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  • The Huguenot Diaspora in the Anglophone World
  • Jill R. Fehleison
Anne Dunan-Page , ed., The Religious Culture of the Huguenots, 1660-1750 (Aldershot: Ashgate, 2006). Pp. xvi, 218. $99.95.
Raymond Hylton , Ireland's Huguenots and Their Refuge, 1662-1745: An Unlikely Haven (Brighton: Sussex Academic Press, 2005). Pp. xiii, 226. $69.50.
Neil Kamil , Fortress of the Soul: Violence, Metaphysics, and Material Life in the Huguenots' New World, 1517-1751 (Baltimore: Johns Hopkins University Press, 2005). Pp. xxiv, 1058. $75.00.

Three key moments that shaped Huguenot existence, dislocation, and migration from the sixteenth through the eighteenth centuries were: the St. Bartholomew's Day Massacre (1572), the siege and fall of La Rochelle (1627–28), and the Revocation of the Edict of Nantes (1685). While the Huguenots' origin, influence, and plight continue to engage Reformation Scholars, the fate of those who fled persecution has received little attention from French historians. The history of Huguenot refugees is left largely to scholars of countries that took them in. Three recent works examine various facets of the Huguenot diaspora and resettlement in the English-speaking world on both sides of the Atlantic and reveal diversity in how the Huguenot exile communities adapted to their new homes and in the coping strategies they employed to survive and even prosper.

The Religious Culture of the Huguenots, 1660–1750 consists of ten essays that explore exile communities established in England, Ireland, and North America as Huguenots fled escalating violence under Louis XIV, who launched the dragonnades in 1681 leading up to the Revocation of the Edict of Nantes. The first section of essays addresses a key decision the refugees faced soon after they arrived in exile—whether to conform to Anglican worship. Robin Gwynn in "Conformity, Non-conformity and Huguenot Settlement in England in the Later Seventeenth Century" reveals how changes in English policies under James II allowed French refugees to establish nonconformist congregations. London in particular became an important center of French Protestant refugees who wanted to maintain their religious practices. Susanne Lachenicht also finds a strong preference for nonconformity in "Differing Perceptions of the Refuge? Huguenots in Ireland and Great Britain and Their Attitudes towards the Governments' Religious [End Page 262] Policy (1660–1710)." Lachenicht asserts that Ireland, in its desire to attract more Protestants, established policies amenable to French exiles and that efforts by the Church of Ireland to push conformity onto the French congregations ex post facto were not particularly successful. Both Gwynn and Lachenicht assert that even with potential financial benefits, including state support of ministers, most Huguenots in England and Ireland preferred not to embrace Anglican conformity.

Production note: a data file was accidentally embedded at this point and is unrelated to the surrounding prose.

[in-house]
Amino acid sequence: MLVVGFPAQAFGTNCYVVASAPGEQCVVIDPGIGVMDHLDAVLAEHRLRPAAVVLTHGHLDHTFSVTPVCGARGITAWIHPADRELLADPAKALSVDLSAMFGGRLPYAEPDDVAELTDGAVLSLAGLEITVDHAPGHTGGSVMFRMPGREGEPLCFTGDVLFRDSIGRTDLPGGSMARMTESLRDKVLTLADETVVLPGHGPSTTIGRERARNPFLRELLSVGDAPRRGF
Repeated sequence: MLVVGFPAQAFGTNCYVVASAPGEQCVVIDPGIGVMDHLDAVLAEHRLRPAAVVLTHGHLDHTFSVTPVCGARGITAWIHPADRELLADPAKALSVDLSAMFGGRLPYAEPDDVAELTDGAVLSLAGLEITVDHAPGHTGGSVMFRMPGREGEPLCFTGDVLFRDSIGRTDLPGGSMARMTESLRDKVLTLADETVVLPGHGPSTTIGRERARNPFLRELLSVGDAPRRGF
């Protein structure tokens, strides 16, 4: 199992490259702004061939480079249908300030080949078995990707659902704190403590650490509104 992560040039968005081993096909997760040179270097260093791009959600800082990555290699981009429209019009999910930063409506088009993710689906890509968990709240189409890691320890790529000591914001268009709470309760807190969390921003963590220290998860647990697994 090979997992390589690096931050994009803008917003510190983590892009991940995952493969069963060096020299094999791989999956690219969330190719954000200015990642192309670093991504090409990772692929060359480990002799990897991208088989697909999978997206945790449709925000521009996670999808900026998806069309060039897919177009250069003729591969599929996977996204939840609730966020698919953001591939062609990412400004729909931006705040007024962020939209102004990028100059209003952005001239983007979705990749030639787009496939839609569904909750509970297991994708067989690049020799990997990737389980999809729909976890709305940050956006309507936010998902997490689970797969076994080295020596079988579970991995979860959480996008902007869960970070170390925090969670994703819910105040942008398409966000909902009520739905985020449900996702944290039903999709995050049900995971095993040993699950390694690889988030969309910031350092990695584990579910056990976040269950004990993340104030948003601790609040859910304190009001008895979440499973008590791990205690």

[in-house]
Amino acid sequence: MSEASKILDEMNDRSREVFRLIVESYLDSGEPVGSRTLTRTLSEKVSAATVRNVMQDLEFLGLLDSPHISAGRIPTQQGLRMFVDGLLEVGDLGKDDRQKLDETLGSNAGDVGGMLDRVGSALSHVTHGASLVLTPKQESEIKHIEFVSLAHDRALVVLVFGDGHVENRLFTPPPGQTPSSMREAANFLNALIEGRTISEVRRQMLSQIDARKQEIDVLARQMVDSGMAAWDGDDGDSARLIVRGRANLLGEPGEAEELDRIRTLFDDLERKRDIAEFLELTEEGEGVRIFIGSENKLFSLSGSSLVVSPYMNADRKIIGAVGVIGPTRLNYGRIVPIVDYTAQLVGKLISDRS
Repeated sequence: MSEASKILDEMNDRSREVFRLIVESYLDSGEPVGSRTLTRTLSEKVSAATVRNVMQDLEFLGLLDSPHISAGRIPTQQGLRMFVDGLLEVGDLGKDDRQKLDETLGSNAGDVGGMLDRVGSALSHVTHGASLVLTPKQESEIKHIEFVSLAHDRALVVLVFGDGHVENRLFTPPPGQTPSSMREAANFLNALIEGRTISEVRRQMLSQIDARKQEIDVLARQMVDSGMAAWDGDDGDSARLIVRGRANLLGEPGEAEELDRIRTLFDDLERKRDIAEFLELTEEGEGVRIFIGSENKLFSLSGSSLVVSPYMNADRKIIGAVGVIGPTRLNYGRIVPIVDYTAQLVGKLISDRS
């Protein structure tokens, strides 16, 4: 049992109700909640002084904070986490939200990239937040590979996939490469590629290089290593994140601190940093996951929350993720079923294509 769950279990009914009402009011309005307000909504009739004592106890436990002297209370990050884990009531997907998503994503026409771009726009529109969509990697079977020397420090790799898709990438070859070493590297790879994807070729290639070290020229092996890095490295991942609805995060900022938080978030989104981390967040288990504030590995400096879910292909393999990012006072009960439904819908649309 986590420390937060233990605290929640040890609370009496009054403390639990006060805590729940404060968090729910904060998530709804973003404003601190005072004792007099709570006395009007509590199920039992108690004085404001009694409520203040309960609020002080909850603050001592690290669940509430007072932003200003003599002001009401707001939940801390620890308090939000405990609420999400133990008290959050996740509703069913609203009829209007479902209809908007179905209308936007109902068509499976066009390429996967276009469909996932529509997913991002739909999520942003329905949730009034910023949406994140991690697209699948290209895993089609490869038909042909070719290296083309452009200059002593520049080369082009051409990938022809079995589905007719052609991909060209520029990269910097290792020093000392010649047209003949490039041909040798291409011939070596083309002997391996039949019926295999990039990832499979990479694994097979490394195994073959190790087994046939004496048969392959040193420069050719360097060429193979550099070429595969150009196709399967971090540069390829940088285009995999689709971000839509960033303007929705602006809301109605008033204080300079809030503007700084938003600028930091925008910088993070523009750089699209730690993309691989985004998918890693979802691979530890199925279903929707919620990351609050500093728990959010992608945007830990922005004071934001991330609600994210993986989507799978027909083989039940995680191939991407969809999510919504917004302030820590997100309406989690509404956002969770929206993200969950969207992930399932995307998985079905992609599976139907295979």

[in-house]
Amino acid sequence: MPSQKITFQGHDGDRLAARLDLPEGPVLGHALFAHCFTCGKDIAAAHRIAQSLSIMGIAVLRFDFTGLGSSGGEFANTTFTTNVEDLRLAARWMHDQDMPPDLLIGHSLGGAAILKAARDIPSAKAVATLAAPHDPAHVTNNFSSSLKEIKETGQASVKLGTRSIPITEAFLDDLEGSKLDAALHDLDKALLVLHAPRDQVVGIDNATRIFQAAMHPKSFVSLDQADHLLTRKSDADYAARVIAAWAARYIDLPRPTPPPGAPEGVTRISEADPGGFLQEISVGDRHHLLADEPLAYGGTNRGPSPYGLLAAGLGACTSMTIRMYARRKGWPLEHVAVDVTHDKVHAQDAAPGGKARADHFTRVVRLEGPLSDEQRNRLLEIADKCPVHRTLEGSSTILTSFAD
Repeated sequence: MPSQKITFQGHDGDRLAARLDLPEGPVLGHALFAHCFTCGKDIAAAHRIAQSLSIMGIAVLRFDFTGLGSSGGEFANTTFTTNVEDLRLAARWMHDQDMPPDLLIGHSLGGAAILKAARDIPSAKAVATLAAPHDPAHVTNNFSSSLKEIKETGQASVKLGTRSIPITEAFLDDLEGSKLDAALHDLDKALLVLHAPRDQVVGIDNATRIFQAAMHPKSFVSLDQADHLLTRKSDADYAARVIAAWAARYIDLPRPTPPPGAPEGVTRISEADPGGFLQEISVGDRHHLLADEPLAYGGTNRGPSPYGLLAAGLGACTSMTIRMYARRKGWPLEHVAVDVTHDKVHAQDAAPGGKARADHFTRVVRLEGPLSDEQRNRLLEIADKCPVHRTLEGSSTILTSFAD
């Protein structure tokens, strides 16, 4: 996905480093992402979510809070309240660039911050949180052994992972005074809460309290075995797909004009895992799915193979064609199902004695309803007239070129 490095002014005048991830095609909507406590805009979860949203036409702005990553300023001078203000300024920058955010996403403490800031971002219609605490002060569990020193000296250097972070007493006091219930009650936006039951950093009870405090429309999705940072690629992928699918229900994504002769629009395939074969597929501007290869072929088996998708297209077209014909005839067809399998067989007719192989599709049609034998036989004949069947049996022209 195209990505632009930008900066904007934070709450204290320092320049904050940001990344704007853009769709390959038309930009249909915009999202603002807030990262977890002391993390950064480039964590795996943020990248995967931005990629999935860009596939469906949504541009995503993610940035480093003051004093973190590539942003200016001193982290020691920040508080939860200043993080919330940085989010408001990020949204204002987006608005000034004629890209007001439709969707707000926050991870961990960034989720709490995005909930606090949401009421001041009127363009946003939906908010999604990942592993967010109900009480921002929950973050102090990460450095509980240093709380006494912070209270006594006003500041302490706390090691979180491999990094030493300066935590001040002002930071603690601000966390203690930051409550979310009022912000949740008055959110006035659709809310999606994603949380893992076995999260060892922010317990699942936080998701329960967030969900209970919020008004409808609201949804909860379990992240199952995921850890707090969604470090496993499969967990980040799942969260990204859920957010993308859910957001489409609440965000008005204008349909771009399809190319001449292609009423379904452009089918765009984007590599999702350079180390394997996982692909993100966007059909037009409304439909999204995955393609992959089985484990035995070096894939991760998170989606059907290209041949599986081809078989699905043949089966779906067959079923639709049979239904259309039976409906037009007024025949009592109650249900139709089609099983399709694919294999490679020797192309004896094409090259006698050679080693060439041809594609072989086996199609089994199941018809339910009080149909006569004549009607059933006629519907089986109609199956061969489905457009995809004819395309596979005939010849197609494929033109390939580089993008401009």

The essays in part three of the collection examine intellectual trends indebted to Huguenot exiles. S. J. Savonius, in one of the more intriguing essays of the collection, examines the influence of Huguenot intellectuals on the ideas of John Locke. He reminds the modern reader that Locke was a radical thinker and that some of this radicalism originated from Locke's contact with French Protestants living in exile in the Netherlands. According to Savonius, "Locke became associated with a particular group of Protestants whose anti-authoritarianism and commitment to the ideal of truthful outspokenness mark them out as the protagonists of a specific ideology" (160). Contact with the Huguenots informed Locke's criticism of established educational traditions, especially in the area of rhetorical training. Savonius points to Locke's involvement in the recruitment of tutors from among French Protestant refugees as further proof of his affinity for new educational approaches used in the Reformed tradition.

Overall, the essays of this volume reveal Huguenot communities composed of merchants, soldiers, and artisans establishing new lives in English-speaking countries by participating in charity among their own, fighting in William of Orange's army, and engaging in a wide variety of intellectual traditions. These essays are too brief to explore fully the topics introduced, but they do raise some questions for further consideration. For example, Matthew Glozier, in his essay "Killing in Good Conscience: Marshal Schomberg and the Huguenot Soldiers of the Diaspora," mentions that the soldier class held itself apart from other refugees. What complications resulted from Calvinist exclusivity? How was Huguenot nonconformity viewed...


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